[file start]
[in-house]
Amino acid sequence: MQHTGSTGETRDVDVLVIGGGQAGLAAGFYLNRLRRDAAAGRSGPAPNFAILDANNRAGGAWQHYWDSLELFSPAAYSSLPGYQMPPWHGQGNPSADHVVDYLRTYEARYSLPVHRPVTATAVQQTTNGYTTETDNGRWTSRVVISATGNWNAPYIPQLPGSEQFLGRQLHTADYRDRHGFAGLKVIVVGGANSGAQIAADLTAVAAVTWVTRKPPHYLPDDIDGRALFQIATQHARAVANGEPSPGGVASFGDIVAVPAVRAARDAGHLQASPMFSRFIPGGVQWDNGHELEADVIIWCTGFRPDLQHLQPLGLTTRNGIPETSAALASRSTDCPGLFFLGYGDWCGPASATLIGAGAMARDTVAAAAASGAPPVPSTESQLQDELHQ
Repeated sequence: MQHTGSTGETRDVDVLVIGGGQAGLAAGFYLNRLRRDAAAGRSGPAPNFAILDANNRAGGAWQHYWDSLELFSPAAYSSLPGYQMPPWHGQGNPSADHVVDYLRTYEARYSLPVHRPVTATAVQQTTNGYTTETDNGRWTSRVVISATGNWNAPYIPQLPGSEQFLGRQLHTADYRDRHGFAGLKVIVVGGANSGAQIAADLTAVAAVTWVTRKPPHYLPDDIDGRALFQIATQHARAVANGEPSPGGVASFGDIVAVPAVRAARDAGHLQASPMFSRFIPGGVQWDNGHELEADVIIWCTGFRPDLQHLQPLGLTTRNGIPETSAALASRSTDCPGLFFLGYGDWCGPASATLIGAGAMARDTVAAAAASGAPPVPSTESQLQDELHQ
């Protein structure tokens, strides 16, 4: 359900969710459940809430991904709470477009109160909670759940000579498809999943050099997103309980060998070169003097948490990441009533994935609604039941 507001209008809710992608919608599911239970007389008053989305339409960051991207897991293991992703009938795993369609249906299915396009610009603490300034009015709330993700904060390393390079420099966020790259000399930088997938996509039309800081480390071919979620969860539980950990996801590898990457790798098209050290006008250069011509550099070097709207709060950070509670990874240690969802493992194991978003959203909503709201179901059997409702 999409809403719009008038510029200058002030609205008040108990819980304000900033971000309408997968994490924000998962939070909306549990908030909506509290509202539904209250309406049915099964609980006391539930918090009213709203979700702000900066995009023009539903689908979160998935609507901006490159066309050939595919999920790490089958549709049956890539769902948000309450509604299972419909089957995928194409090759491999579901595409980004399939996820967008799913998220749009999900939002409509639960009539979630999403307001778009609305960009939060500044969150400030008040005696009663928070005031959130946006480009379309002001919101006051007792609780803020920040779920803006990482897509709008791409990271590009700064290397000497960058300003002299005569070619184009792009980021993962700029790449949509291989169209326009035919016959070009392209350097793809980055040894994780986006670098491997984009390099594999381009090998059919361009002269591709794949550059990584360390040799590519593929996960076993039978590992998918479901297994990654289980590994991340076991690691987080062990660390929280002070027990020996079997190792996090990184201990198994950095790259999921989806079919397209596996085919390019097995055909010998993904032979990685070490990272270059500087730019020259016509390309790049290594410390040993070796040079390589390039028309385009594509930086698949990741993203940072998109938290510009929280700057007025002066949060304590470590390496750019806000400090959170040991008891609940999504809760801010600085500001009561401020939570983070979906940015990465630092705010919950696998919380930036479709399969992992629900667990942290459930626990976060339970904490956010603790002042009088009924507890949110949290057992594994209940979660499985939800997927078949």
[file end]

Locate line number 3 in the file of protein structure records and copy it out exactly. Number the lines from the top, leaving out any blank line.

Repeated sequence: MQHTGSTGETRDVDVLVIGGGQAGLAAGFYLNRLRRDAAAGRSGPAPNFAILDANNRAGGAWQHYWDSLELFSPAAYSSLPGYQMPPWHGQGNPSADHVVDYLRTYEARYSLPVHRPVTATAVQQTTNGYTTETDNGRWTSRVVISATGNWNAPYIPQLPGSEQFLGRQLHTADYRDRHGFAGLKVIVVGGANSGAQIAADLTAVAAVTWVTRKPPHYLPDDIDGRALFQIATQHARAVANGEPSPGGVASFGDIVAVPAVRAARDAGHLQASPMFSRFIPGGVQWDNGHELEADVIIWCTGFRPDLQHLQPLGLTTRNGIPETSAALASRSTDCPGLFFLGYGDWCGPASATLIGAGAMARDTVAAAAASGAPPVPSTESQLQDELHQ